A Brazilian family whose members have six digests on their hands are cheering their country to victory at the World Cup so they can count the number of trophies on one hand.
Nicknamed ‘Family Six’, some 15 members of the da Silva family have six digits on their hands – and sometimes feet. They are willing Thiago Silva to lead the squad to its sixth World Cup trophy win.
Brazil is the most successful national team in the history of the World Cup, having won five times in Sweden in 1958, in Chile in 1962, in Mexico in 1970, in the USA in 1994 and in South Korea and Japan in 2002.
The da Silvas are hoping this turns to six at Qatar 2022.
Nicknamed ‘Family Six’, some 15 members of the da Silva family (three members pictured) have six digits on their hands – and sometimes feet
The rare genetic variation, called polydactyly, has reportedly been in the da Silva family for four generations
The family surname Silva is common in Portuguese countries and is the most popular surname in Portuguese-speaking Brazil, but the footballer Thiago Silva and the family are not directly related.
The family, however, do want their country to win its sixth World Cup trophy and are looking forward to being able to count all six wins on one hand, something the rest of their countrymen will not be able to do.
Yesterday that ambition came one step closer in Qatar with goals from Jose Vinicius Junior, Junior Neymar, de Andrade Richarlison, and de Lima Lucas Paqueta.
South Korea’s Seung-Ho Paik scored in the 76th minute of play, but it was not enough to counter the Brazilian steamroller.
No doubt the six-fingered family, who live in Aguas Claras, in the Federal District, just outside Brazil’s capital Brasilia, will have been gripping the edges of their seats with all their digits.
The rare genetic variation, called polydactyly, has reportedly been in their family for four generations and ever since Brazil last took the World Cup home, winning in 2002, they have been waiting for the day they can be the only ones to count their country’s wins on just one hand.
‘Family Six’ are said to be confident that Brazil will prevail this time.
Six-fingered student Maria Morena joked: ‘For the next World Cup, you will have to find someone with seven fingers.’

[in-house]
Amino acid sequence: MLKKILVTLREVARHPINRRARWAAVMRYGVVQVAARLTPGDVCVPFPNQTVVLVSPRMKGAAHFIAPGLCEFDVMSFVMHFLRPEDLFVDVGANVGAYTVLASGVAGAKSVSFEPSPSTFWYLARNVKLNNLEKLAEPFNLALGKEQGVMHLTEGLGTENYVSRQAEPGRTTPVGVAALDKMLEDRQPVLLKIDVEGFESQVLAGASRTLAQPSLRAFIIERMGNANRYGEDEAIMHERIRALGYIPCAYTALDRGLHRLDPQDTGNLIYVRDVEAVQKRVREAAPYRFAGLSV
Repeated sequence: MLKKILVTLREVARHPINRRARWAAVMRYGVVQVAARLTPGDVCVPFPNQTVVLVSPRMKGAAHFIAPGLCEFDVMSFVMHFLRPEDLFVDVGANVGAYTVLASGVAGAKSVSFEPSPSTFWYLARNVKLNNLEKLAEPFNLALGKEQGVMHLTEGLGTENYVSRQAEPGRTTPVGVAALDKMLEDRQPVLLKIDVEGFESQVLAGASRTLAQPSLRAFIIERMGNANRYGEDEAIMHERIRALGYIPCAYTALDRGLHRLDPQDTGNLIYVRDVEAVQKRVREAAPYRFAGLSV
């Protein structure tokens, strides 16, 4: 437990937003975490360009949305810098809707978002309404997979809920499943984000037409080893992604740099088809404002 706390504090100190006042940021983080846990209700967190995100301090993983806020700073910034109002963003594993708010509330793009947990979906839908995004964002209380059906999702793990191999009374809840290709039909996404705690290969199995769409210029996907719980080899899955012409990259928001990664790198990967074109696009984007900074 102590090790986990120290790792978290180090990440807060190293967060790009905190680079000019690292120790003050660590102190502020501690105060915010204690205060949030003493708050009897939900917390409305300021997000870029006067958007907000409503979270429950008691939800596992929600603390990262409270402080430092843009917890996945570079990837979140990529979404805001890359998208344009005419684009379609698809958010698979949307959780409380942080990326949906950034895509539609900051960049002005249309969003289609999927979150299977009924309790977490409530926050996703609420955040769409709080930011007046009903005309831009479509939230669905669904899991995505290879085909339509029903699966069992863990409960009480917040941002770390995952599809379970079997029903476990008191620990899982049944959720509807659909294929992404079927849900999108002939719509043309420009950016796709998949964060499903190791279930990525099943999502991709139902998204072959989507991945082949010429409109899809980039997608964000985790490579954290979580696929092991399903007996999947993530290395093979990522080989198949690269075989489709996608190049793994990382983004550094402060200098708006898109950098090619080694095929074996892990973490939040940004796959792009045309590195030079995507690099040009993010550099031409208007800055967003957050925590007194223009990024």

The da Silva family first made headlines in 2014 during the World Cup that was held in Brazil, with two of the family members going to Germany in 2015 to take part in a study looking into how their brains decided to give them a sixth finger, according to local media.
Silvia Santos da Silva, the granddaughter of one of the family’s first members to have six fingers – the late Francisco de Assis Carvalho da Silva – said: ‘They wanted to know about it so they could make better prostheses.’
The study was published in the academic journal Nature and said that hands with six fingers are controlled by more muscles and nerves than hands with five fingers.
Francisco de Assis Carvalho da Silva, nicknamed ‘Six’, was a lawyer and musician who became somewhat famous because of his extra finger. He reportedly founded the Clube do Choro, a traditional music venue in the capital.
Josevaldo de Almeida Thome, 45, another six-fingered Brazilian football fan, also hopes to celebrate his country’s sixth World Cup win on just one hand
Josevaldo de Almeida Thome, said: ‘Whenever there’s a cup I get anxious. The expectation is to be able to do the hexa sign using only one hand with the new title.’
Silvia said that most of her family live in the country’s capital Brasilia, adding that it all started with her maternal grandmother, who passed the trait down to the next generations.
She said: ‘When a baby is born, we immediately ask if it’s going to have five or six fingers, because six is right for us.
‘People, initially, don’t ask so many questions because they think we’re ashamed of having six fingers. But, after they get to know us, they realise that this for us is more natural than anything.’
Silvia, who said her ‘Family Six’ was also known as ‘Familia Hexa’ – ‘hexa’ comes from the ancient Greek word ‘hex’, which means ‘six’ – said that about 10 of her family members watched the first World Cup match against Serbia on 24th November.
Silvia said: ‘We are very festive people. Not all the ‘sixes’ will come, as some are abroad. We are very festive people, my father was a musician, so I grew up in the middle of parties.
‘We will have traditional Serbian meat and sarma, which is cabbage or grape leaves rolled up and cooked with some stuffing.’
It’s unclear if they celebrated their victory against South Korea with kimchi.
Recently, Josevaldo de Almeida Thome, 45, a six-fingered Brazilian football fan who also hopes to celebrate his country’s sixth World Cup win on just one hand, made headlines, with him saying: ‘Whenever there’s a cup I get anxious. The expectation is to be able to do the hexa sign using only one hand with the new title.’